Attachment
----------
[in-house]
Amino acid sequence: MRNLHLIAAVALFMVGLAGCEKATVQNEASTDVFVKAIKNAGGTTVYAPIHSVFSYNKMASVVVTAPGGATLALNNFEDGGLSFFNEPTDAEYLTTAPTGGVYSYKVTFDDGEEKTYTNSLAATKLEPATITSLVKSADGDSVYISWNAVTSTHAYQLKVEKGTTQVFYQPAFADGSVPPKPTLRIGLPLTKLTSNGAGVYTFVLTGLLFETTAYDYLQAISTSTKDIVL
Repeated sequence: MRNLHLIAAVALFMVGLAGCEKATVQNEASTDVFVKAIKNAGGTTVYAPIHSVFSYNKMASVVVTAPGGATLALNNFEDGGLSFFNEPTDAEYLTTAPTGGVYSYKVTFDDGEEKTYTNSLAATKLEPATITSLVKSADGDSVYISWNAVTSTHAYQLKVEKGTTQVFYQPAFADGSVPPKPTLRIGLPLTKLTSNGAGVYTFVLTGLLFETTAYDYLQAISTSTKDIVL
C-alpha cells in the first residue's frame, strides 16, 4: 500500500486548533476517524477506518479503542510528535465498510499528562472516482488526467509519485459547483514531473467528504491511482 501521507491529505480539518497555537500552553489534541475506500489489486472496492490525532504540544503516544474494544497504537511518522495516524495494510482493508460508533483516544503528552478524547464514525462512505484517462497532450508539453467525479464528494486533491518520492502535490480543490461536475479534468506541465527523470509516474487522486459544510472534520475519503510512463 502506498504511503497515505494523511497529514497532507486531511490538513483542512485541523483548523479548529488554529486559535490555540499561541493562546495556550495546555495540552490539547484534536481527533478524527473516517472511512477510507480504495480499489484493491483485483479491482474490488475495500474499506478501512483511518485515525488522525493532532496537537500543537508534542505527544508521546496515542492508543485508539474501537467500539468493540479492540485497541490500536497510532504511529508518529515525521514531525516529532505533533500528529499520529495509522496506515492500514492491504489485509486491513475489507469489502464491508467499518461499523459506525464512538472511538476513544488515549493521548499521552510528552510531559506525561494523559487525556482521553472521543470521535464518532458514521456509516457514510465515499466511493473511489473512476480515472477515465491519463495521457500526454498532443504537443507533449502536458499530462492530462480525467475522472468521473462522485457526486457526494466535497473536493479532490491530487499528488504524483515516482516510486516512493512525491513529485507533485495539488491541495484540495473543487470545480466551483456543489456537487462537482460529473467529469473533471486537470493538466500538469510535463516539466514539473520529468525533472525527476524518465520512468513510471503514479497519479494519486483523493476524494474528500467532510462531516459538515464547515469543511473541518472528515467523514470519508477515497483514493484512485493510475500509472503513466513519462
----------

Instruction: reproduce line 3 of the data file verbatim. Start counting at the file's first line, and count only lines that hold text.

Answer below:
Repeated sequence: MRNLHLIAAVALFMVGLAGCEKATVQNEASTDVFVKAIKNAGGTTVYAPIHSVFSYNKMASVVVTAPGGATLALNNFEDGGLSFFNEPTDAEYLTTAPTGGVYSYKVTFDDGEEKTYTNSLAATKLEPATITSLVKSADGDSVYISWNAVTSTHAYQLKVEKGTTQVFYQPAFADGSVPPKPTLRIGLPLTKLTSNGAGVYTFVLTGLLFETTAYDYLQAISTSTKDIVL